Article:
VC investment in Ireland hits record high during pandemic

6 Sep 2020

Director-general of the Irish Venture Capital Association, Sarah-Jane Larkin. Image: IVCA

While the latest report from the Irish Venture Capital Association shows the highest level of VC investment in Ireland to date, there has been a worrying drop in early-stage funding.

On Sunday (6 September), the Irish Venture Capital Association (IVCA) published the results of its Venture Pulse survey for the second quarter of 2020. The report, which was written in association with William Fry, highlights how the Covid-19 pandemic impacted venture capital (VC) investment in Ireland.

Despite the pandemic, IVCA saw the highest levels of investment in Irish start-ups on record, with €363.8m invested between April and June 2020, up 58pc on the same period last year.

While the volume of money invested was up, the association saw first-time funding during the second quarter fall by 60pc, with only a handful of start-ups raising their first equity rounds.

Gillian Buckley, the newly elected chair of IVCA, said: “We were keen to analyse the impact of Covid-19 on funding experience for Irish SMEs, so the second quarter during the peak of the pandemic was of particular interest.

“The fact that we recorded a record quarter in this period seems counterintuitive but may be explained by VCs looking to assist client companies overcome the threats caused by the pandemic and upping their investment in this quarter to help them through the next 12-24 months.”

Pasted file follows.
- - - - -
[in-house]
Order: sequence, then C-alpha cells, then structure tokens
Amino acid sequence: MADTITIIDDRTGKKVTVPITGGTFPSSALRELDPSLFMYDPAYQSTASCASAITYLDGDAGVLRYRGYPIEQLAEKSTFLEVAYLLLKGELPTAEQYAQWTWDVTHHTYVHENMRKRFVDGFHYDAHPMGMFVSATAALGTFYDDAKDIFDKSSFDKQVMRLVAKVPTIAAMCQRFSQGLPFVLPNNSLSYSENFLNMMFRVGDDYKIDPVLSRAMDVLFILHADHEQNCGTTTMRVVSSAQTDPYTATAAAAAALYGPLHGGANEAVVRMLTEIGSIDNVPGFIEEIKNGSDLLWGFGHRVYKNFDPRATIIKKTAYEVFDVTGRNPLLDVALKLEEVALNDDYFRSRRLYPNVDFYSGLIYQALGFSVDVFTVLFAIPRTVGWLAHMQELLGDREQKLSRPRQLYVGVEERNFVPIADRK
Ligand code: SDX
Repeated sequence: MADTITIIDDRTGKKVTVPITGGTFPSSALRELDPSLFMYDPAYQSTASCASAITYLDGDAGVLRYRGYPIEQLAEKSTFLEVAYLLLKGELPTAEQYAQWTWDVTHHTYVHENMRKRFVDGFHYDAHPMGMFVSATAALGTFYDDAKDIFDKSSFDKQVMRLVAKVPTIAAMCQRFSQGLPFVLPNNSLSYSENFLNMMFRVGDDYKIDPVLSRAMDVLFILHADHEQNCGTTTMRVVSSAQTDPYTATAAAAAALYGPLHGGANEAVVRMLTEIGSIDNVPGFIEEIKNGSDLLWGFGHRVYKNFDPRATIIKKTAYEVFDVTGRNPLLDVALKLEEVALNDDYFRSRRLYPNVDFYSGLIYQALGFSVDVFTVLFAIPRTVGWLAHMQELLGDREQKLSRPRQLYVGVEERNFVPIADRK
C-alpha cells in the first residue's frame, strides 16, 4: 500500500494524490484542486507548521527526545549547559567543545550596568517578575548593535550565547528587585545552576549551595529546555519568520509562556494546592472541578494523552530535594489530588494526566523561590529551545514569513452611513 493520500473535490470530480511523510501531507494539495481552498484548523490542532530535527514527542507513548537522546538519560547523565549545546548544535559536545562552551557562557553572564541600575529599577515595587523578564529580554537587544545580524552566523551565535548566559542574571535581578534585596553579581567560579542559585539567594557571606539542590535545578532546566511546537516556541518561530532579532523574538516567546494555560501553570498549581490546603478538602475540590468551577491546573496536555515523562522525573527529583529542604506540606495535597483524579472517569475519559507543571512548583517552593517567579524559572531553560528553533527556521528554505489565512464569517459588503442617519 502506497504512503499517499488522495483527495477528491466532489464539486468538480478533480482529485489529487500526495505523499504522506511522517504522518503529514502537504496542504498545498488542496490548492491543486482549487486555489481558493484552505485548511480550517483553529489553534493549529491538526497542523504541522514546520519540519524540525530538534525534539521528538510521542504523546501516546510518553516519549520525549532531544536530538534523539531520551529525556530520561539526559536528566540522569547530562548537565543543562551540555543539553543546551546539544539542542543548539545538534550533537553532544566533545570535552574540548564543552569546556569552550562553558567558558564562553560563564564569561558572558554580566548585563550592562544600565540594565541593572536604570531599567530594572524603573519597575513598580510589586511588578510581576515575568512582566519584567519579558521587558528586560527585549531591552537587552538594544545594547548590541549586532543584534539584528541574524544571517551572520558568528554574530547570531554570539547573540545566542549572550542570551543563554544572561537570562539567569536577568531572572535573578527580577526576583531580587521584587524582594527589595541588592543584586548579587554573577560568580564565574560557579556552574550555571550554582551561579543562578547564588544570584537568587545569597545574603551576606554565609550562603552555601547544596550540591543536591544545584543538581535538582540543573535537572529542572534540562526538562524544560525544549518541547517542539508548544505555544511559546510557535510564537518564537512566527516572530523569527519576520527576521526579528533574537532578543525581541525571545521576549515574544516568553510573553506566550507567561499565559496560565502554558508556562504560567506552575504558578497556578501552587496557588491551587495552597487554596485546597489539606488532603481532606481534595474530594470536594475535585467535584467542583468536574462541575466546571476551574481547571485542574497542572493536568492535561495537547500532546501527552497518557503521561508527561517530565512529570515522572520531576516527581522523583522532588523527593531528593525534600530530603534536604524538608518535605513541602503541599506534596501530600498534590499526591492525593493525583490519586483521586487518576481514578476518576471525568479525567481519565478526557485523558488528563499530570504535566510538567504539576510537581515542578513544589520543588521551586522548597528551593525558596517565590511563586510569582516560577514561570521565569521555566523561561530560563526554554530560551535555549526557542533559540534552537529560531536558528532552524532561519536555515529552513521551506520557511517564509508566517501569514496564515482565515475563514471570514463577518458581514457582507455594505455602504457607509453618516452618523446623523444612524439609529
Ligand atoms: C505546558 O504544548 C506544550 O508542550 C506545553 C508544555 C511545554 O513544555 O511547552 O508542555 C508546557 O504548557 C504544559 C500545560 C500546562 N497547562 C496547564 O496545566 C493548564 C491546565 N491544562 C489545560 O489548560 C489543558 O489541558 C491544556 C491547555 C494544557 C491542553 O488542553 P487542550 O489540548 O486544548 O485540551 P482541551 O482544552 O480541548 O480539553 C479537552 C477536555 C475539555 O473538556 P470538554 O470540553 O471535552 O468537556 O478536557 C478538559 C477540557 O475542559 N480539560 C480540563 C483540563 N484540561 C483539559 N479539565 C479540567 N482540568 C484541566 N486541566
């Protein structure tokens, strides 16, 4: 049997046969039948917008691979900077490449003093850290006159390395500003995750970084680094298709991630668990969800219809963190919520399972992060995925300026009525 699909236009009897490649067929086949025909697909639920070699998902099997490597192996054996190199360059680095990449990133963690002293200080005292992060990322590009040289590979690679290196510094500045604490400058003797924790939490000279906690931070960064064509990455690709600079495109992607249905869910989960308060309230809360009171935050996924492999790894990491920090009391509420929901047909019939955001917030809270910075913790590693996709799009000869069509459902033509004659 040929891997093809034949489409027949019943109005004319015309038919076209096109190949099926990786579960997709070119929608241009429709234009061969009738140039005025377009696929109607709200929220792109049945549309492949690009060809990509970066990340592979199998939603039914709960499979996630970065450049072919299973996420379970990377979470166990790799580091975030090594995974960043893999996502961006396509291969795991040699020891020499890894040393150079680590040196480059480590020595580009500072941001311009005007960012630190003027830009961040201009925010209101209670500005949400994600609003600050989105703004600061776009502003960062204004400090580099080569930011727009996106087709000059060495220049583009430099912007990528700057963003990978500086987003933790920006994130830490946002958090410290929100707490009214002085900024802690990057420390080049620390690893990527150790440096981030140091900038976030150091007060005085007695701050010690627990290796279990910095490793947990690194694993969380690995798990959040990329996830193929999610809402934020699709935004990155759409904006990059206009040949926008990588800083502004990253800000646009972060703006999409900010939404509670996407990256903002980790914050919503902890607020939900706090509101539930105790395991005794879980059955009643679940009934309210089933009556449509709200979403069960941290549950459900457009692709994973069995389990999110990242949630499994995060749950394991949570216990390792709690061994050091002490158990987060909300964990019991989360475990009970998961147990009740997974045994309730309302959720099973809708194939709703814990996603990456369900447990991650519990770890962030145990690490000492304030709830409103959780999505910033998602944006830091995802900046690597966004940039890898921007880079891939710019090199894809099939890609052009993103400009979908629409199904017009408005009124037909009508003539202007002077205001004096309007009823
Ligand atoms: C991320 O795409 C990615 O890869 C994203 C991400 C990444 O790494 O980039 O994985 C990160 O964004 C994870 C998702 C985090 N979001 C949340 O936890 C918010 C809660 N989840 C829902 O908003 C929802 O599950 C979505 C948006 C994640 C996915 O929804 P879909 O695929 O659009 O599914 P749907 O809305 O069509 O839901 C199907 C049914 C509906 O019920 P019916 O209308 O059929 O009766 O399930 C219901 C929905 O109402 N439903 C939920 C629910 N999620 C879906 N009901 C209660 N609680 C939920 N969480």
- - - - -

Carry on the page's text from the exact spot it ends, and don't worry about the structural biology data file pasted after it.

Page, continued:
‘A major concern’

Buckley said that the fall in first-time funding rounds is “a major concern” to IVCA, but she believes that it is understandable as VC funds focus on their existing portfolios, rather than seeking new investments.

The shortage of funding for early-stage start-ups was also highlighted in a recent Tech Ireland report looking at start-up funding in the first half of the year. Draper Esprit venture partner Brian Caulfield warned, “In this environment, strong Government intervention to ensure capital is available in the market is essential.”

‘This will have an impact on future investment levels, particularly as the Covid-19 pandemic continues to disrupt the economy’

Sarah-Jane Larkin, director-general of IVCA, said: “The collapse in first round funding highlights the need to encourage more investment in start-ups. In our pre-Budget submission, we will be recommending how to enable an innovation-driven economic recovery by attracting new private investors in start-ups through increased tax relief for high-risk, early-stage firms.”

Larkin said that this is “particularly critical” with VCs accelerating investments into existing portfolio companies to ensure their survival, leaving reduced fund reserves for new investments.

“This will have an impact on future investment levels, particularly as the Covid-19 pandemic continues to disrupt the economy,” Larkin said.

Investment figures

Around 33pc of VC funding in the second quarter of 2020 went to life science companies. Second in line were software start-ups at 27pc, followed by fintech with 21pc of funding.

The second quarter also saw large deals above €30m double. There was a 68pc increase of investments between €10m to €30m, and a 40pc increase in the €5m to €10m range. There was a fall in deals of less €5m, which were down 7pc.

In the first half of the year, the survey found that VC and private equity investment rose 38pc from €430m to €593m.

Some of the start-ups to raise funding in the second quarter of the year include Cloudsphere, Drop Kitchen, Evervault, Scurri and SoapBox Labs.

IVCA noted just two start-ups that raised more than €30m in funding. These were Fenergo; which raised more than €73m earlier this year; and LetsGetChecked which raised more than €65m in funding this year.

Of the funding rounds featured in IVCA’s report, 42pc of deals were undisclosed.

Kelly Earley was a journalist with Silicon Republic